Hope Tempered by Skepticism As Nigeria Faces Historic Vote (Craig Timberg, 11/13/06, Washington Post)
[S]kepticism, fed by generations of rigged votes, military coups and political violence, darkens the mood of Nigerians as they head toward what should be a historic moment — the first ever transfer of power from one democratically elected president to another.
Analysts say its success could entrench Nigeria, Africa’s most populous country and a major oil producer, as a modernizing, democratic state that could continue to provide stability to troubled West Africa. Its failure, they say, could return the nation to dictatorship or, worse still, a civil war that could undermine the region’s recent steps toward peace.
Voters say they are eager for their next president to curb rampant government corruption and unify the more than 250 ethnic groups that British colonialists roped into an uneasy union before departing at Nigeria’s independence in 1960. The mix, especially the north-south divide between Muslims and Christians, remains volatile. Thousands have died in political and ethnic violence in just the past decade.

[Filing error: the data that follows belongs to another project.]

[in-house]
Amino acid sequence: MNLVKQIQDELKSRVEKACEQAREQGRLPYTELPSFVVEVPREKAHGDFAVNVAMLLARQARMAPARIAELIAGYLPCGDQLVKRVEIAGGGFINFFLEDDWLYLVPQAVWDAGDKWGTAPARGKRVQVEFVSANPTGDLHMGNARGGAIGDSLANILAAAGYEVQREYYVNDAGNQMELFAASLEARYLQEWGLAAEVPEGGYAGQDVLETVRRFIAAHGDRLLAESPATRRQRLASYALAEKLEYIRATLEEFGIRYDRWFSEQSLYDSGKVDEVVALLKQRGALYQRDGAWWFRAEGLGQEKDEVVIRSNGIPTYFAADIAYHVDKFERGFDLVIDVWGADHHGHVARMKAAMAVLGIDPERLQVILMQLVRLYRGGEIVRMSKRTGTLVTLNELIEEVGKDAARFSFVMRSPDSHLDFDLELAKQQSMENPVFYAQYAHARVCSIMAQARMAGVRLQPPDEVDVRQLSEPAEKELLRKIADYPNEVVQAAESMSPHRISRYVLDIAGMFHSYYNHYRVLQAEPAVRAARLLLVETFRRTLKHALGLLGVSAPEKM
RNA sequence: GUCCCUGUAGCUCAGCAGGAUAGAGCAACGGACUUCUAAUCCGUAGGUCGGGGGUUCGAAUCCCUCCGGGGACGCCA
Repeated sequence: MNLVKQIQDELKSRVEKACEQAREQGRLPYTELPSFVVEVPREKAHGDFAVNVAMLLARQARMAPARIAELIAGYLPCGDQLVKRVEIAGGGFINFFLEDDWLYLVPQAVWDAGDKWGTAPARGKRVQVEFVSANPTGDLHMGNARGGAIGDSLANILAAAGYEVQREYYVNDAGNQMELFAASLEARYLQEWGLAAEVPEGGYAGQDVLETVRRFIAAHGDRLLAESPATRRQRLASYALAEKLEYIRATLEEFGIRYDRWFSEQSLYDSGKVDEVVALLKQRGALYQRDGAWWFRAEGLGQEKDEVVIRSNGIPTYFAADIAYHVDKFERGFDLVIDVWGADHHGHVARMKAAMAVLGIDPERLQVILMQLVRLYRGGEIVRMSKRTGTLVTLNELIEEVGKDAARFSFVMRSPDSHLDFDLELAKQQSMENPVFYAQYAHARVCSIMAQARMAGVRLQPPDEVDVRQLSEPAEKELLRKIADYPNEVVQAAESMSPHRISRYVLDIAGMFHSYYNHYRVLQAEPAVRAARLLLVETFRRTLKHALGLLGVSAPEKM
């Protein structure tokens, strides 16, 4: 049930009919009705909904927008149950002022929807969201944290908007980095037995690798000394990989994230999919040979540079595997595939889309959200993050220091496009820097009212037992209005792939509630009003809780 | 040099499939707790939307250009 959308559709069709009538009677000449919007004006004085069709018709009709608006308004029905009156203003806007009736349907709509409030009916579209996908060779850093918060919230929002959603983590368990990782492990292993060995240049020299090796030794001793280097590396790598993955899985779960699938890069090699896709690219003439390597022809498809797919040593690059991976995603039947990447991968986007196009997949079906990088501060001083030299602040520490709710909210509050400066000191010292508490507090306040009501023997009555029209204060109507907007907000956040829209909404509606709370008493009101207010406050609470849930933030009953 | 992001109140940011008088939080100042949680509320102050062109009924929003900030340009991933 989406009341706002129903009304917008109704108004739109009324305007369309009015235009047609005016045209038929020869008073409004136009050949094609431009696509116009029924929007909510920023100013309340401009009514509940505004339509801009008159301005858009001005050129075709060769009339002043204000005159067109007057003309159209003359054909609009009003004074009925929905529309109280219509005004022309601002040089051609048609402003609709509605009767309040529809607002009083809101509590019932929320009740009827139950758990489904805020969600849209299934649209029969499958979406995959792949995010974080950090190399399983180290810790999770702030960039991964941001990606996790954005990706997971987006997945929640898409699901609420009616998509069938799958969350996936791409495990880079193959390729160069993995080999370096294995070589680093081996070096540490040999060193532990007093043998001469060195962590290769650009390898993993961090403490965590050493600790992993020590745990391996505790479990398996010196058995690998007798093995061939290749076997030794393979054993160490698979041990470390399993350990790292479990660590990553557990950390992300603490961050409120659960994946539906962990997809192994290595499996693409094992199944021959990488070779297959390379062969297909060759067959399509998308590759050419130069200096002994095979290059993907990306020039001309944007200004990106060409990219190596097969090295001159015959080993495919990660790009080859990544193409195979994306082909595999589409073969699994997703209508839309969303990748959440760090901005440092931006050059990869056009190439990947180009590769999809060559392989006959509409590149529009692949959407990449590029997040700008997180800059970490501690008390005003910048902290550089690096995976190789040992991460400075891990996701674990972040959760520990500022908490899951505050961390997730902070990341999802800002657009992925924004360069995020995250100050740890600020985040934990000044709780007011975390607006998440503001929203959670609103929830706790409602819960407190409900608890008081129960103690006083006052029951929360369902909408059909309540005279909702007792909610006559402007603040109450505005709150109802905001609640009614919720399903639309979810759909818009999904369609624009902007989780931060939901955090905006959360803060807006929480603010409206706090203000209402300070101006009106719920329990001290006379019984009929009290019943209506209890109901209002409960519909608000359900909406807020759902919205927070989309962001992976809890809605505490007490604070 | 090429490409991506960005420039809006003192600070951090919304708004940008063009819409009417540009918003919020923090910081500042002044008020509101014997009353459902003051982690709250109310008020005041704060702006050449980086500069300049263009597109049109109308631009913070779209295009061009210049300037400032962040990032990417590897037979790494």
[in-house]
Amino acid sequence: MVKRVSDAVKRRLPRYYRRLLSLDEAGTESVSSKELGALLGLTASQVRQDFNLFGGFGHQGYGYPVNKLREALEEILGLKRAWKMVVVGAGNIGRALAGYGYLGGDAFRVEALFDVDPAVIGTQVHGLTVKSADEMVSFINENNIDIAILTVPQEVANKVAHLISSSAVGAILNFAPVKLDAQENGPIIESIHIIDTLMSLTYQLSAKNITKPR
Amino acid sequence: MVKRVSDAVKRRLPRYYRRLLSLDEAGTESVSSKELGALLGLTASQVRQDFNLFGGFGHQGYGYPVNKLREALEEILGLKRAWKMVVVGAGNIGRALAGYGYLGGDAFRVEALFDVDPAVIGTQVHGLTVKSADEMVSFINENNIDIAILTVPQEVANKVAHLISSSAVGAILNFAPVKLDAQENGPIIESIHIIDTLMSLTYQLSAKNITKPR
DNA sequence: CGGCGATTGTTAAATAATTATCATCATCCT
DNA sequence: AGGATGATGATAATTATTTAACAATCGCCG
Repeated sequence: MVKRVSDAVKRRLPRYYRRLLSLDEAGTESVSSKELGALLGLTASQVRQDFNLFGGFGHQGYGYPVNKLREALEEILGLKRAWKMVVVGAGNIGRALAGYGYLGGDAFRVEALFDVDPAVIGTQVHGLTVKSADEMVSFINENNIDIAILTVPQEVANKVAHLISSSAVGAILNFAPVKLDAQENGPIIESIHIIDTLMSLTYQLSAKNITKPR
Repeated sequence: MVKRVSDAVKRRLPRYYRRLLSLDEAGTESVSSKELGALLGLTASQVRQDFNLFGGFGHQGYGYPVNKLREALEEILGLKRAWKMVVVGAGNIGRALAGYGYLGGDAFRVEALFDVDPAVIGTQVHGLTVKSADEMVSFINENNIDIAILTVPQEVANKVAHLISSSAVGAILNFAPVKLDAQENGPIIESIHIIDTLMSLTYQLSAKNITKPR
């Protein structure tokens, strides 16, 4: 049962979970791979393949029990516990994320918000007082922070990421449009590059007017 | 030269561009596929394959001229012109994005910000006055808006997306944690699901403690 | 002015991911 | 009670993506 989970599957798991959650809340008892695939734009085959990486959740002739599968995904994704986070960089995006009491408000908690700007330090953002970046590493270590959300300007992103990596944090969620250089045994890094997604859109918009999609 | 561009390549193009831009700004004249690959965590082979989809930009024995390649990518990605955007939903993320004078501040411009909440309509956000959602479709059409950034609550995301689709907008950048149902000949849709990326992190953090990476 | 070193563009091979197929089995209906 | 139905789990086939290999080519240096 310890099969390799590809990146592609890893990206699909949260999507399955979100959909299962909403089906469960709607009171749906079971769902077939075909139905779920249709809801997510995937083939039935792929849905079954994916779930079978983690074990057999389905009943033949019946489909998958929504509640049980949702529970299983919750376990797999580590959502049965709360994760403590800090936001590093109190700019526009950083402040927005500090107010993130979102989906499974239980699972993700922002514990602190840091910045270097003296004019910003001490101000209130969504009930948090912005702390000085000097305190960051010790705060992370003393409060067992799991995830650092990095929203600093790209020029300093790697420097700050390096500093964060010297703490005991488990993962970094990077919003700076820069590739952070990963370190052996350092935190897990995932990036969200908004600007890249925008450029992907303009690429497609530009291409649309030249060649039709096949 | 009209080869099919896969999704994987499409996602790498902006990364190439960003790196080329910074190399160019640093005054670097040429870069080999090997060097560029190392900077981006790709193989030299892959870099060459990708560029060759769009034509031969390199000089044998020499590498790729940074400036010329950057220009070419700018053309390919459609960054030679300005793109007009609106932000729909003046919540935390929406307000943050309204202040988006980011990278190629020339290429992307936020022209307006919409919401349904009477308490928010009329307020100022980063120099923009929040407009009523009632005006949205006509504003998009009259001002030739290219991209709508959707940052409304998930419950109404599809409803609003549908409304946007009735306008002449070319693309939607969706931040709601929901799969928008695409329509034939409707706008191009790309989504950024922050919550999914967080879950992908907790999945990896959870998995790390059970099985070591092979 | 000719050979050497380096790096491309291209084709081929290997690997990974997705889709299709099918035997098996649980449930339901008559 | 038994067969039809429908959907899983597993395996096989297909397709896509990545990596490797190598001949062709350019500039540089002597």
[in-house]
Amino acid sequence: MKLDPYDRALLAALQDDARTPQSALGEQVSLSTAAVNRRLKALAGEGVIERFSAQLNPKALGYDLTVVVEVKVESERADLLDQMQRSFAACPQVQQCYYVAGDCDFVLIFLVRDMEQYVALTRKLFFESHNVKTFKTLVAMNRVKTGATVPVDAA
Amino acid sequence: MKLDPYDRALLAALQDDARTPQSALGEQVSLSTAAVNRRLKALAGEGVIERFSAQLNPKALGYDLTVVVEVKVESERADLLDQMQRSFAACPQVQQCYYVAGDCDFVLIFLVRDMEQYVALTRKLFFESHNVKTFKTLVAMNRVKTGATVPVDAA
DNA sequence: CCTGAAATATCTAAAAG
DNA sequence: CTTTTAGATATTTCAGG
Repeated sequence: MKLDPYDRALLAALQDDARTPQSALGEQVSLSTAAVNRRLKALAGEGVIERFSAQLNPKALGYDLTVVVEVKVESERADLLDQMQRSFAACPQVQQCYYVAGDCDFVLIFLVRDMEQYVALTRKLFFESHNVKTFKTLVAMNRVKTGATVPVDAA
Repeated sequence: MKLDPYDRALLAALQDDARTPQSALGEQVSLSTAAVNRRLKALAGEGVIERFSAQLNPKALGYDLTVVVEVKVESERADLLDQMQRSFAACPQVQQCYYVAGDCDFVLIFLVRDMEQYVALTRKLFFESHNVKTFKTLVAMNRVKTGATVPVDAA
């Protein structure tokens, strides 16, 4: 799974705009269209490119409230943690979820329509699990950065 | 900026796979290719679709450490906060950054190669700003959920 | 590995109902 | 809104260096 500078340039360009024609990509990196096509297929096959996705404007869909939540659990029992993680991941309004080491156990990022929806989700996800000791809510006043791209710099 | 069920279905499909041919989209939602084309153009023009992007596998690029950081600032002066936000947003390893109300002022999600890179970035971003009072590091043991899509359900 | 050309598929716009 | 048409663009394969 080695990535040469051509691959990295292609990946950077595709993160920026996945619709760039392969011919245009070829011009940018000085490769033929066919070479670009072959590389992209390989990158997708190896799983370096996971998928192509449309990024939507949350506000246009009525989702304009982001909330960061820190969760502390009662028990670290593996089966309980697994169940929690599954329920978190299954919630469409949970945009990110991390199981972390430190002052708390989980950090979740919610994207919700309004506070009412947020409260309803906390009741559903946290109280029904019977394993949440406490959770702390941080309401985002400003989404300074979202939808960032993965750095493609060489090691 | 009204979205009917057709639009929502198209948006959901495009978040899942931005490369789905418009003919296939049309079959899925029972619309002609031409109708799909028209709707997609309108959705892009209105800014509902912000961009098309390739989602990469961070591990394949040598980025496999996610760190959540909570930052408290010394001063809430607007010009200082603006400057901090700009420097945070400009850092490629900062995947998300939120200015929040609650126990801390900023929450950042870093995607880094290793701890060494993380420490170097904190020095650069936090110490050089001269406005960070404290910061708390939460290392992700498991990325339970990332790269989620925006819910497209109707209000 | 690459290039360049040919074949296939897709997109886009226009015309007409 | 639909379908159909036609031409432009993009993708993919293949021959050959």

“I pray that we get peace in this country,” said Hamisu Muazu, 37, from the northwestern state of Zamfara. Many also say the next president must revive the economy. Despite surging oil revenue, Nigeria remains a profoundly poor, underdeveloped country, beyond the elite neighborhoods of its major cities where prominent business leaders and politicians live lavishly.
“For democracy to work, people have got to see the benefits,” said Remi Oyewumi, a political analyst. “If it’s just going to be for a few people to loot the public treasury, it’s not going to work.”
Less “despite” than “because”.